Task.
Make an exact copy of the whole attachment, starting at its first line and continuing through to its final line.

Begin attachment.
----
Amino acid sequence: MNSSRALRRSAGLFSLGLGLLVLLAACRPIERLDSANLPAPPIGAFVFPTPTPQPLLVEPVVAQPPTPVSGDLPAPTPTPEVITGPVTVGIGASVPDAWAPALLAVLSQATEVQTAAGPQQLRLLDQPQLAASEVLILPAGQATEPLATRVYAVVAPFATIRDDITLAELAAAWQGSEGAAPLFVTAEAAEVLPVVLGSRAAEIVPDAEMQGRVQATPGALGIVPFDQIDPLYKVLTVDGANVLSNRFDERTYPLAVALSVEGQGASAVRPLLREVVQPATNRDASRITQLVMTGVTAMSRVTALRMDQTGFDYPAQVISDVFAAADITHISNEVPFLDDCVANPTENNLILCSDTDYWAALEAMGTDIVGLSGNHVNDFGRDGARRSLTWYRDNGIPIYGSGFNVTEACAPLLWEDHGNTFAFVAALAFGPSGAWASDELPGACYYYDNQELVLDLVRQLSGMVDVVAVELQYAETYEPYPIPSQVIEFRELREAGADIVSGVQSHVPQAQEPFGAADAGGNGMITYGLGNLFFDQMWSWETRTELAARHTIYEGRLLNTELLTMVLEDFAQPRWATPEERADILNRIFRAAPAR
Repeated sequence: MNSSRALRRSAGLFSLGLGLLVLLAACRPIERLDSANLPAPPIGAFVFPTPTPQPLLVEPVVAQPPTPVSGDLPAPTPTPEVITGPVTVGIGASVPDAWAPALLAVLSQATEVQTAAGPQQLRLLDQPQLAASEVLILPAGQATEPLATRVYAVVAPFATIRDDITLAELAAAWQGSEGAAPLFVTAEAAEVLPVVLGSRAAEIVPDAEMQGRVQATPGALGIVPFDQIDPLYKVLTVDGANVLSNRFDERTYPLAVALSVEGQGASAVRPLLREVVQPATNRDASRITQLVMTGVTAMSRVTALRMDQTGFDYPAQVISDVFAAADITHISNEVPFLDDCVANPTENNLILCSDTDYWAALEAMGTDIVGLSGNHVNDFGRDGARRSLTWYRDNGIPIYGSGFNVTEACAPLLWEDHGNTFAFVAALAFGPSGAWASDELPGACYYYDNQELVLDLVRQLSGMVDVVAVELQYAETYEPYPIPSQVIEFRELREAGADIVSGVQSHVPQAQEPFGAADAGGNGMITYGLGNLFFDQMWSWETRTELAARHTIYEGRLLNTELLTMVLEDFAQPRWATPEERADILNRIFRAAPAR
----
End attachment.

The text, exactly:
Amino acid sequence: MNSSRALRRSAGLFSLGLGLLVLLAACRPIERLDSANLPAPPIGAFVFPTPTPQPLLVEPVVAQPPTPVSGDLPAPTPTPEVITGPVTVGIGASVPDAWAPALLAVLSQATEVQTAAGPQQLRLLDQPQLAASEVLILPAGQATEPLATRVYAVVAPFATIRDDITLAELAAAWQGSEGAAPLFVTAEAAEVLPVVLGSRAAEIVPDAEMQGRVQATPGALGIVPFDQIDPLYKVLTVDGANVLSNRFDERTYPLAVALSVEGQGASAVRPLLREVVQPATNRDASRITQLVMTGVTAMSRVTALRMDQTGFDYPAQVISDVFAAADITHISNEVPFLDDCVANPTENNLILCSDTDYWAALEAMGTDIVGLSGNHVNDFGRDGARRSLTWYRDNGIPIYGSGFNVTEACAPLLWEDHGNTFAFVAALAFGPSGAWASDELPGACYYYDNQELVLDLVRQLSGMVDVVAVELQYAETYEPYPIPSQVIEFRELREAGADIVSGVQSHVPQAQEPFGAADAGGNGMITYGLGNLFFDQMWSWETRTELAARHTIYEGRLLNTELLTMVLEDFAQPRWATPEERADILNRIFRAAPAR
Repeated sequence: MNSSRALRRSAGLFSLGLGLLVLLAACRPIERLDSANLPAPPIGAFVFPTPTPQPLLVEPVVAQPPTPVSGDLPAPTPTPEVITGPVTVGIGASVPDAWAPALLAVLSQATEVQTAAGPQQLRLLDQPQLAASEVLILPAGQATEPLATRVYAVVAPFATIRDDITLAELAAAWQGSEGAAPLFVTAEAAEVLPVVLGSRAAEIVPDAEMQGRVQATPGALGIVPFDQIDPLYKVLTVDGANVLSNRFDERTYPLAVALSVEGQGASAVRPLLREVVQPATNRDASRITQLVMTGVTAMSRVTALRMDQTGFDYPAQVISDVFAAADITHISNEVPFLDDCVANPTENNLILCSDTDYWAALEAMGTDIVGLSGNHVNDFGRDGARRSLTWYRDNGIPIYGSGFNVTEACAPLLWEDHGNTFAFVAALAFGPSGAWASDELPGACYYYDNQELVLDLVRQLSGMVDVVAVELQYAETYEPYPIPSQVIEFRELREAGADIVSGVQSHVPQAQEPFGAADAGGNGMITYGLGNLFFDQMWSWETRTELAARHTIYEGRLLNTELLTMVLEDFAQPRWATPEERADILNRIFRAAPAR